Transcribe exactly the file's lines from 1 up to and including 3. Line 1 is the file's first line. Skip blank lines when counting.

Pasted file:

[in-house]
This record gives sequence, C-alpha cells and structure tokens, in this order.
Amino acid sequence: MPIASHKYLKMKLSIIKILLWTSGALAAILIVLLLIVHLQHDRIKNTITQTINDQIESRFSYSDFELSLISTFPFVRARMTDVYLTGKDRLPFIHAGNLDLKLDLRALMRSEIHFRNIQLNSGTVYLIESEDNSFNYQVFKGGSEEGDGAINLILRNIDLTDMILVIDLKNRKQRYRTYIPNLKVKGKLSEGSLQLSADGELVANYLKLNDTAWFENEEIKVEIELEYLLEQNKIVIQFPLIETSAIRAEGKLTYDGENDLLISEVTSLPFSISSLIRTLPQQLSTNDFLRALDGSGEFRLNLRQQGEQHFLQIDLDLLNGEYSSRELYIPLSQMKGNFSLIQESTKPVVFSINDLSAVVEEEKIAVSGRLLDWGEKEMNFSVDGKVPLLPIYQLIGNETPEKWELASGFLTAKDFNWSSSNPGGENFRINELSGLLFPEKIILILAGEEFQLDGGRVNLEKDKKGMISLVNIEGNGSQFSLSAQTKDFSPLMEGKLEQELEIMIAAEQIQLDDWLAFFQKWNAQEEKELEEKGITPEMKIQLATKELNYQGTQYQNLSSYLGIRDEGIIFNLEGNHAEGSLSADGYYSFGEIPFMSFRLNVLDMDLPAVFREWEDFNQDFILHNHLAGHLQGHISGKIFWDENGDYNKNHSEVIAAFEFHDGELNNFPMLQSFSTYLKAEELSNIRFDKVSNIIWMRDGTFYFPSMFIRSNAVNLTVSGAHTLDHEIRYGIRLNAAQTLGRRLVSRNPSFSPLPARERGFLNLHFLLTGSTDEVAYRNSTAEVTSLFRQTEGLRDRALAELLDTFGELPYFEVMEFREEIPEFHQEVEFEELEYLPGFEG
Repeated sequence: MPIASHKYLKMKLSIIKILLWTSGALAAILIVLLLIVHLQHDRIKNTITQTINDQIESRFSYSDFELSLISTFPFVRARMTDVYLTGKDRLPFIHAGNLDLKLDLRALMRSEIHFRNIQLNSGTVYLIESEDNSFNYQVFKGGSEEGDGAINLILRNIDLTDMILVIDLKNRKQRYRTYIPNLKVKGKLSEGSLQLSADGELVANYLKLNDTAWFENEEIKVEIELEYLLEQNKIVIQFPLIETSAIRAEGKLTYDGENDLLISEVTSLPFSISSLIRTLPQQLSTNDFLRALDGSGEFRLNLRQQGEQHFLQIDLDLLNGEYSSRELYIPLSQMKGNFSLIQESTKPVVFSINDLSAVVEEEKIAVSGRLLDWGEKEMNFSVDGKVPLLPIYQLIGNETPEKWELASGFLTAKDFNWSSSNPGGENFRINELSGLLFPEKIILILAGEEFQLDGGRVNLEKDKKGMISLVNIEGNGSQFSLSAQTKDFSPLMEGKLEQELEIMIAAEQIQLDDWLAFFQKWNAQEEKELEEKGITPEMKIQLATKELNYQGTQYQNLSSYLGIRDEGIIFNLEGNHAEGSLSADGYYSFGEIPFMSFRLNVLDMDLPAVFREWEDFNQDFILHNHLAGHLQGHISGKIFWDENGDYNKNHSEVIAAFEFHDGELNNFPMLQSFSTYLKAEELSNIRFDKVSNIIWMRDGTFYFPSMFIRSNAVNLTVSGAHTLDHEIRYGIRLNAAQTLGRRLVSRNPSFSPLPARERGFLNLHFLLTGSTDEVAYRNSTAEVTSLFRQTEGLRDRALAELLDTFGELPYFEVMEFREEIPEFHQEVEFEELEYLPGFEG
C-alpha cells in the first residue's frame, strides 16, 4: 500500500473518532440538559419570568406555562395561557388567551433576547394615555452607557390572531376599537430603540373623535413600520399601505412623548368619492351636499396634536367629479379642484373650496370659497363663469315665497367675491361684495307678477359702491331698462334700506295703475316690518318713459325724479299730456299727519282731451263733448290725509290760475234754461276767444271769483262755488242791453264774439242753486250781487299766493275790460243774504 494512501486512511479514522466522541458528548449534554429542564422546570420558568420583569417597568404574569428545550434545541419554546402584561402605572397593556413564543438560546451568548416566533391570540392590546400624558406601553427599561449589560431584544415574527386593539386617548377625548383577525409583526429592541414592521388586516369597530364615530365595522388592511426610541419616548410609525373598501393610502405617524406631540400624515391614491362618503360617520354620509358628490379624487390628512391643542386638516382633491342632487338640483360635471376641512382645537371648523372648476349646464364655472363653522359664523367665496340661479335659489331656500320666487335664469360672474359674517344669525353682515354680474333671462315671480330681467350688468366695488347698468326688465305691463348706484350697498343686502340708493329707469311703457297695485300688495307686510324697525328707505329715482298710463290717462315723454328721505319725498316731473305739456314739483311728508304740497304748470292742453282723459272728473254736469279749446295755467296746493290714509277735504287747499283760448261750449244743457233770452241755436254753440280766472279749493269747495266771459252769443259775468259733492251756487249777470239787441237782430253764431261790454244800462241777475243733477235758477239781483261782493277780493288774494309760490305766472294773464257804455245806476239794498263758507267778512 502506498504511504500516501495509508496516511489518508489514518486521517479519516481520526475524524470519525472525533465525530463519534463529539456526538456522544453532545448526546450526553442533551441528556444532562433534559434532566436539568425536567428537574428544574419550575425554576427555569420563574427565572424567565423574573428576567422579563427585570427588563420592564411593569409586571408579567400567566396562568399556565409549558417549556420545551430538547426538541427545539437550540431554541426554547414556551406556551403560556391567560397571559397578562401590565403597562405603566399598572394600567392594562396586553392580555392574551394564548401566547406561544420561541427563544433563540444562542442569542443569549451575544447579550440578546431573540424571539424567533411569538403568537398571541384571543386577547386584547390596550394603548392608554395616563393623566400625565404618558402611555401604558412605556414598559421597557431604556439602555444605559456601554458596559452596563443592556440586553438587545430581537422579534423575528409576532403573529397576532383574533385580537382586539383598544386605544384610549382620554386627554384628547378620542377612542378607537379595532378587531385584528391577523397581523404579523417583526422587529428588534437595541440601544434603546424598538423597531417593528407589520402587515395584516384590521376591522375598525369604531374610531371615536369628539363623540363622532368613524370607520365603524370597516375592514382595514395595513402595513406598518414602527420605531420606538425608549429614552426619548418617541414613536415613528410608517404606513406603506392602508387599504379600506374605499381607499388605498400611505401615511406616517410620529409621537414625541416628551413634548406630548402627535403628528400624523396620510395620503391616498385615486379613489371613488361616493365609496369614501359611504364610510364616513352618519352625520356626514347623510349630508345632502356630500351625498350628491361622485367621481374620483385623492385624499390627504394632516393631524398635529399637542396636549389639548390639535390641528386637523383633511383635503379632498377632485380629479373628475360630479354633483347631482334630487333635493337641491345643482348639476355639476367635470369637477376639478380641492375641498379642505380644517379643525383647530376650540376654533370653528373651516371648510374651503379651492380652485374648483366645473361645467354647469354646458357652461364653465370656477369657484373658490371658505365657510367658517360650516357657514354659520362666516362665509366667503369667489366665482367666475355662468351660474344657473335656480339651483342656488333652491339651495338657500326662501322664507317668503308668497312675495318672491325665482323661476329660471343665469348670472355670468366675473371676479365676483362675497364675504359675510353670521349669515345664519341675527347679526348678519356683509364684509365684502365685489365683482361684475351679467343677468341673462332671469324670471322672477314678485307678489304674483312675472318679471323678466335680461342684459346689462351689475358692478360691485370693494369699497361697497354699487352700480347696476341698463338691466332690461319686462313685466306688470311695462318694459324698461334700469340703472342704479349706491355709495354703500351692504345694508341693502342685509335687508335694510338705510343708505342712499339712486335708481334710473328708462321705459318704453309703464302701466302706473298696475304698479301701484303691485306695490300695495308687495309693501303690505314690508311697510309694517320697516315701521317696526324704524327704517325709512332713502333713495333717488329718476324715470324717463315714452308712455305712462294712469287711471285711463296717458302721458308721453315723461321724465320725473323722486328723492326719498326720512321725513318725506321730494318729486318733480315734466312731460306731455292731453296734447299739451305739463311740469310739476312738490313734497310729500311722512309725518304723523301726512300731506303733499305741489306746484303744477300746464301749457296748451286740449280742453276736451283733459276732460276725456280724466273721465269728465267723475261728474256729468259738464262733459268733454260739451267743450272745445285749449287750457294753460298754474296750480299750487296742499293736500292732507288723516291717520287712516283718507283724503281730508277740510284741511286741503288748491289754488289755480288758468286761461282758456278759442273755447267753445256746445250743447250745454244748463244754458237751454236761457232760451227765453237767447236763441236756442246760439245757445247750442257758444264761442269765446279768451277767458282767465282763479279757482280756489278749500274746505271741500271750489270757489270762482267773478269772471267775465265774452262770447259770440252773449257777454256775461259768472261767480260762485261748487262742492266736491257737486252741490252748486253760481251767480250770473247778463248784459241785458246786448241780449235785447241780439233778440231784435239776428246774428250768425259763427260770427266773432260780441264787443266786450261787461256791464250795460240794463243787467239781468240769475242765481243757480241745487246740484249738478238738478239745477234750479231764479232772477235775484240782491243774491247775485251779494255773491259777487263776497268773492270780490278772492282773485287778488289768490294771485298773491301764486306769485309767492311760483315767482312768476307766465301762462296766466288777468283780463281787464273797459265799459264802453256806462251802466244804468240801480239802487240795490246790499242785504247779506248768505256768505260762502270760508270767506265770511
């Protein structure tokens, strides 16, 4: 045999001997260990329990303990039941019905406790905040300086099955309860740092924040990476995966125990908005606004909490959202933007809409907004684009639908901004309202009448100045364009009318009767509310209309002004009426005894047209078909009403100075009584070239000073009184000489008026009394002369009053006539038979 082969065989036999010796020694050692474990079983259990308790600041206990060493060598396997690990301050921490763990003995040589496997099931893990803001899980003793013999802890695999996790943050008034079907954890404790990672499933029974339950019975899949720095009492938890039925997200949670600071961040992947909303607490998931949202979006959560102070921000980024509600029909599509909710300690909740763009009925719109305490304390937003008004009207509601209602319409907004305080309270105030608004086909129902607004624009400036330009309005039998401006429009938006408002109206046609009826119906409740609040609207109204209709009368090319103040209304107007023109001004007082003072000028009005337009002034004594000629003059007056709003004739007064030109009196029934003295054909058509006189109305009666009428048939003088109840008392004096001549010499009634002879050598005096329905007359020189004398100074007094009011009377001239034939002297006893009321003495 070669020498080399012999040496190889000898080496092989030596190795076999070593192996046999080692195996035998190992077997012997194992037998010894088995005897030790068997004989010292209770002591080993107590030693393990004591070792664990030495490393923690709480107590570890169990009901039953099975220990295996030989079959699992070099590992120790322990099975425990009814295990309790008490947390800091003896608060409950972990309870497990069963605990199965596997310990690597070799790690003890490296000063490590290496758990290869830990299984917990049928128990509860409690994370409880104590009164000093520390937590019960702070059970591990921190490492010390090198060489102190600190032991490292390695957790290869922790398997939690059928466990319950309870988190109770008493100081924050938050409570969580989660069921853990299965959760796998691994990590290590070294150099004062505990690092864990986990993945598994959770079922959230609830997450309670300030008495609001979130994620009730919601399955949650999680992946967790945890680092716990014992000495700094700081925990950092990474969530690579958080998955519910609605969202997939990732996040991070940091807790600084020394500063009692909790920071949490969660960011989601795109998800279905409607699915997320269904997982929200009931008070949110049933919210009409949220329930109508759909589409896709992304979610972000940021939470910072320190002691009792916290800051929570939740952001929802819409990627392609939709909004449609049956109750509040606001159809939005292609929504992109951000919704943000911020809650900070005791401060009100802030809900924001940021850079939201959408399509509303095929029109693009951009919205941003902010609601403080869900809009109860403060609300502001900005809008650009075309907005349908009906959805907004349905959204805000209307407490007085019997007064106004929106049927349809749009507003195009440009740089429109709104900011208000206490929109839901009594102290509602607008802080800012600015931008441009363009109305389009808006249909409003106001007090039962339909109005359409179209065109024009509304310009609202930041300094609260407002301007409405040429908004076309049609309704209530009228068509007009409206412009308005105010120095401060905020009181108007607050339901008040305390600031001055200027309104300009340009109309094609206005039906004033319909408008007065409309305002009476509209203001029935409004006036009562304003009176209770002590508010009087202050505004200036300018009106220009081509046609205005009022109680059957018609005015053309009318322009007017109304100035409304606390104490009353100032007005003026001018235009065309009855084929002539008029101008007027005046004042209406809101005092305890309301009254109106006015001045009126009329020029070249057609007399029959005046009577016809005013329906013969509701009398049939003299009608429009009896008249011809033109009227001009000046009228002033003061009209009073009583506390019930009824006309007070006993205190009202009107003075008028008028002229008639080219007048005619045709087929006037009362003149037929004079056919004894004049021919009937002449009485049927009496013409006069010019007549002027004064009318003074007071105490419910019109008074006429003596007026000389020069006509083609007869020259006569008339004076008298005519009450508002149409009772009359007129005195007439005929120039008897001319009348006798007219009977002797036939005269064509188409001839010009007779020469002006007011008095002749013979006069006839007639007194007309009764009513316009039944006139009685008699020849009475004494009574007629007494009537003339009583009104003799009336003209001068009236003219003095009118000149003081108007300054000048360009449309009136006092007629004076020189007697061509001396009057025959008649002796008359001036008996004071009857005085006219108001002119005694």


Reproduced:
[in-house]
This record gives sequence, C-alpha cells and structure tokens, in this order.
Amino acid sequence: MPIASHKYLKMKLSIIKILLWTSGALAAILIVLLLIVHLQHDRIKNTITQTINDQIESRFSYSDFELSLISTFPFVRARMTDVYLTGKDRLPFIHAGNLDLKLDLRALMRSEIHFRNIQLNSGTVYLIESEDNSFNYQVFKGGSEEGDGAINLILRNIDLTDMILVIDLKNRKQRYRTYIPNLKVKGKLSEGSLQLSADGELVANYLKLNDTAWFENEEIKVEIELEYLLEQNKIVIQFPLIETSAIRAEGKLTYDGENDLLISEVTSLPFSISSLIRTLPQQLSTNDFLRALDGSGEFRLNLRQQGEQHFLQIDLDLLNGEYSSRELYIPLSQMKGNFSLIQESTKPVVFSINDLSAVVEEEKIAVSGRLLDWGEKEMNFSVDGKVPLLPIYQLIGNETPEKWELASGFLTAKDFNWSSSNPGGENFRINELSGLLFPEKIILILAGEEFQLDGGRVNLEKDKKGMISLVNIEGNGSQFSLSAQTKDFSPLMEGKLEQELEIMIAAEQIQLDDWLAFFQKWNAQEEKELEEKGITPEMKIQLATKELNYQGTQYQNLSSYLGIRDEGIIFNLEGNHAEGSLSADGYYSFGEIPFMSFRLNVLDMDLPAVFREWEDFNQDFILHNHLAGHLQGHISGKIFWDENGDYNKNHSEVIAAFEFHDGELNNFPMLQSFSTYLKAEELSNIRFDKVSNIIWMRDGTFYFPSMFIRSNAVNLTVSGAHTLDHEIRYGIRLNAAQTLGRRLVSRNPSFSPLPARERGFLNLHFLLTGSTDEVAYRNSTAEVTSLFRQTEGLRDRALAELLDTFGELPYFEVMEFREEIPEFHQEVEFEELEYLPGFEG